Dympna (DIMINA), Saint, virgin and martyr. The earliest historical account of the veneration of St. Dympna dates from the middle of the thirteenth century. Under Bishop Guy I of Cambrai (1238-47), Pierre, a canon of the church of Saint-Aubert at Cambrai, wrote a “Vita” of the saint, from which we learn that she had been venerated for many years in a church at Gheel (province of Antwerp, Belgium), which was dedicated to her. The author expressly states that he has drawn his biography from oral tradition. According to the narrative Dympna, the daughter of a pagan king of Ireland, became a Christian and was secretly baptized. After the death of her mother, who was of extraordinary beauty, her father desired to marry his own daughter, who was just as beautiful, but she fled with the priest Gerebernus and landed at Antwerp. Thence they went to the village of Gheel, where there was a chapel of St. Martin, beside which they took up their abode. The messengers of her father, however, discovered their whereabouts; the father betook himself thither and renewed his offer. Seeing that all was in vain, he commanded his servants to slay the priest, while he himself struck off the head of his daughter. The corpses were put in sarcophagi and entombed in a cave, where they were found later. The body of St. Dympna was buried in the church of Gheel, and the bones of St. Gerebernus were transferred to Xanten. This narrative is without any historical foundation, being merely a variation of the story of the king who wanted to marry his own daughter, a motif which appears frequently in popular legends. Hence we can conclude nothing from it as to the history of St. Dympna and the time in which she lived. That she is identical with St. Damhnat of Ireland cannot be proved. There are at Gheel fragments of two simple ancient sarcophagi in which tradition says the bodies of Dympna and Gerebernus were found. There is also a quadrangular brick, said to have been found in one of the sarcophagi, bearing two lines of letters read as DYMPNA. The discovery of this sarcophagus with the corpse and the brick was perhaps the origin of the veneration. In Christian art St. Dympna is depicted with a sword in her hand and a fettered devil at her feet. Her feast is celebrated May 15, under which date she is also found in the Roman martyrology.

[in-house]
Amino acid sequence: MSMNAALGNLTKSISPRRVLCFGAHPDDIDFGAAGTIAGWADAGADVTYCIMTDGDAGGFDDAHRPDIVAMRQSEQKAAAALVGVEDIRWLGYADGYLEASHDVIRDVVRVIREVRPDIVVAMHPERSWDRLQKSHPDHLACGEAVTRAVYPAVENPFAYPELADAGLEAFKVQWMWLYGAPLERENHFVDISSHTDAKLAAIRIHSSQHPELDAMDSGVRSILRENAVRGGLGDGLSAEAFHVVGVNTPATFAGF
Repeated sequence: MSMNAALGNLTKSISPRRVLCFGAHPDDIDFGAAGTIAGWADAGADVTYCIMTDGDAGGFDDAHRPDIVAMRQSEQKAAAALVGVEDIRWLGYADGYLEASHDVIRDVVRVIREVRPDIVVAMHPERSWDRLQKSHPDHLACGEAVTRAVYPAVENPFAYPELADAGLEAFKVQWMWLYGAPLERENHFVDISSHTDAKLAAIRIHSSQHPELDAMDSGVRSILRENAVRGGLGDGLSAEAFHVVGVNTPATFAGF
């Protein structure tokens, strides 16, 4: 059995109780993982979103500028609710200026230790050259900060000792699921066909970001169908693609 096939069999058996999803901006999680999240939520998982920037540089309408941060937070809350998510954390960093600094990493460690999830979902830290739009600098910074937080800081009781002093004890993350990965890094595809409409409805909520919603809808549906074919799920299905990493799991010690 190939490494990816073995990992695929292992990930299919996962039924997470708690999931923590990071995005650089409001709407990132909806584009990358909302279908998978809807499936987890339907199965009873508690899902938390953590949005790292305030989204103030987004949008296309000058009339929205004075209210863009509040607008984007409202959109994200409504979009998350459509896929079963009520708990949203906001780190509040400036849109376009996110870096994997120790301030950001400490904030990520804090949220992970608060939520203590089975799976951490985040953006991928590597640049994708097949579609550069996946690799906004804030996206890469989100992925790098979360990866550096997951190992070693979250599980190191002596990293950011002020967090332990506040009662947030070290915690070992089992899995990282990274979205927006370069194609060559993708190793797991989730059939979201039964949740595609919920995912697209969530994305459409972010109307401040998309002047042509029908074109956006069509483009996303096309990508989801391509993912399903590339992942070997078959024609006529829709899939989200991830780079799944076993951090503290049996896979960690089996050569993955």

From time immemorial, the saint was invoked as patroness against insanity. The Bollandists have published numerous accounts of miraculous cures, especially between 1604 and 1668. As a result, there has long been a colony for lunatics at Gheel; even now there are sometimes as many as fifteen hundred, whose relatives invoke St. Dympna for their cure. The insane are treated in a peculiar manner; it is only in the beginning that they are placed in an institution for observation; later they are given shelter in the homes of the inhabitants, take part in their agricultural labors, and are treated very kindly. They are watched without being conscious of it. The treatment produces good results. The old church of St. Dympna in Gheel was destroyed by fire in 1489. The new church was consecrated in 1532 and is still standing. Every year on the feast of the saint and on the Tuesday after Pentecost numerous pilgrims visit her shrine. In Gheel there is also a fraternity under her name. For an interesting account of Gheel, see Mrs. Byrne, “The City of the Simple” (London, 1869).
J. P. KIRSCH